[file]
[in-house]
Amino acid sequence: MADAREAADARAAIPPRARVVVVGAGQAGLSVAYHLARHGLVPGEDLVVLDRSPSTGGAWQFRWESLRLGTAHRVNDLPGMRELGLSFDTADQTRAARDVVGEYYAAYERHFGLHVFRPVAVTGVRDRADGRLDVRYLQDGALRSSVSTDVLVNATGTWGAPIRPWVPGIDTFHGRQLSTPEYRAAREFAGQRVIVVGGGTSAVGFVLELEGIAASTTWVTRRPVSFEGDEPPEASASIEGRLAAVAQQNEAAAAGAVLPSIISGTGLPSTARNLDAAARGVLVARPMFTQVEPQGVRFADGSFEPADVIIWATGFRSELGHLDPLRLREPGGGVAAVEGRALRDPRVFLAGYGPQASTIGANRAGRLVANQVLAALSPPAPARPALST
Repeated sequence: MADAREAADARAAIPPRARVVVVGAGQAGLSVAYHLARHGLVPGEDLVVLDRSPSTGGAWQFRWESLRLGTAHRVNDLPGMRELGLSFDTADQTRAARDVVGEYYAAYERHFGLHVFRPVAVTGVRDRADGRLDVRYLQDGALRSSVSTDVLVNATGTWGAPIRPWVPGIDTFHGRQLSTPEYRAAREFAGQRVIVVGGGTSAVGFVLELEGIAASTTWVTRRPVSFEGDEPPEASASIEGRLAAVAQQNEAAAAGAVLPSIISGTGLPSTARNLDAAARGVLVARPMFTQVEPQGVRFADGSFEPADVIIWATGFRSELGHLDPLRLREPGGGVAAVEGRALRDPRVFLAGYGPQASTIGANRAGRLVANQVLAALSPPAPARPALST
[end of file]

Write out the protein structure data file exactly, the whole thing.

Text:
[in-house]
Amino acid sequence: MADAREAADARAAIPPRARVVVVGAGQAGLSVAYHLARHGLVPGEDLVVLDRSPSTGGAWQFRWESLRLGTAHRVNDLPGMRELGLSFDTADQTRAARDVVGEYYAAYERHFGLHVFRPVAVTGVRDRADGRLDVRYLQDGALRSSVSTDVLVNATGTWGAPIRPWVPGIDTFHGRQLSTPEYRAAREFAGQRVIVVGGGTSAVGFVLELEGIAASTTWVTRRPVSFEGDEPPEASASIEGRLAAVAQQNEAAAAGAVLPSIISGTGLPSTARNLDAAARGVLVARPMFTQVEPQGVRFADGSFEPADVIIWATGFRSELGHLDPLRLREPGGGVAAVEGRALRDPRVFLAGYGPQASTIGANRAGRLVANQVLAALSPPAPARPALST
Repeated sequence: MADAREAADARAAIPPRARVVVVGAGQAGLSVAYHLARHGLVPGEDLVVLDRSPSTGGAWQFRWESLRLGTAHRVNDLPGMRELGLSFDTADQTRAARDVVGEYYAAYERHFGLHVFRPVAVTGVRDRADGRLDVRYLQDGALRSSVSTDVLVNATGTWGAPIRPWVPGIDTFHGRQLSTPEYRAAREFAGQRVIVVGGGTSAVGFVLELEGIAASTTWVTRRPVSFEGDEPPEASASIEGRLAAVAQQNEAAAAGAVLPSIISGTGLPSTARNLDAAARGVLVARPMFTQVEPQGVRFADGSFEPADVIIWATGFRSELGHLDPLRLREPGGGVAAVEGRALRDPRVFLAGYGPQASTIGANRAGRLVANQVLAALSPPAPARPALST